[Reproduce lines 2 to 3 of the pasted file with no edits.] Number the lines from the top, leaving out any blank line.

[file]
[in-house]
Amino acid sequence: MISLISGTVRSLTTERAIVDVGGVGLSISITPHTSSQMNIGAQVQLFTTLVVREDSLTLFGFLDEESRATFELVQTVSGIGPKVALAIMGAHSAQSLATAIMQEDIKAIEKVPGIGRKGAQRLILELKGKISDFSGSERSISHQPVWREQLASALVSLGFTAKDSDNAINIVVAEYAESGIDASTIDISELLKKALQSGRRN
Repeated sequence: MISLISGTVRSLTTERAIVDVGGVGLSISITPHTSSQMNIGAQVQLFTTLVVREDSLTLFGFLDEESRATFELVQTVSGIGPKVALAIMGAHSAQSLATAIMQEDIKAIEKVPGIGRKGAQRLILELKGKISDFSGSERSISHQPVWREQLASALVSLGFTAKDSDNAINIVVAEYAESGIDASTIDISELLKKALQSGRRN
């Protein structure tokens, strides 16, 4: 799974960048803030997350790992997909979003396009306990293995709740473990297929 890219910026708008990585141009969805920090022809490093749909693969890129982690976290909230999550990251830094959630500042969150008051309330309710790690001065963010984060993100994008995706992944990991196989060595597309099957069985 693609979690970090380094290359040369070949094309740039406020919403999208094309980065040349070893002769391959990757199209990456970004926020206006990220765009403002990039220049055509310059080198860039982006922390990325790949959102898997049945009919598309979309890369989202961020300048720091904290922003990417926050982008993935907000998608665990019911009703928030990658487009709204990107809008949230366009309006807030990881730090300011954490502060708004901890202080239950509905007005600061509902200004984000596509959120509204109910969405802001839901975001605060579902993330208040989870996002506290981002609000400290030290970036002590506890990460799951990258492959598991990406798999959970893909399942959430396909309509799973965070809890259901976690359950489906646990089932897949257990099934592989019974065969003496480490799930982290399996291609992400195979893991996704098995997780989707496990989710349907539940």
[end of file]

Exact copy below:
Amino acid sequence: MISLISGTVRSLTTERAIVDVGGVGLSISITPHTSSQMNIGAQVQLFTTLVVREDSLTLFGFLDEESRATFELVQTVSGIGPKVALAIMGAHSAQSLATAIMQEDIKAIEKVPGIGRKGAQRLILELKGKISDFSGSERSISHQPVWREQLASALVSLGFTAKDSDNAINIVVAEYAESGIDASTIDISELLKKALQSGRRN
Repeated sequence: MISLISGTVRSLTTERAIVDVGGVGLSISITPHTSSQMNIGAQVQLFTTLVVREDSLTLFGFLDEESRATFELVQTVSGIGPKVALAIMGAHSAQSLATAIMQEDIKAIEKVPGIGRKGAQRLILELKGKISDFSGSERSISHQPVWREQLASALVSLGFTAKDSDNAINIVVAEYAESGIDASTIDISELLKKALQSGRRN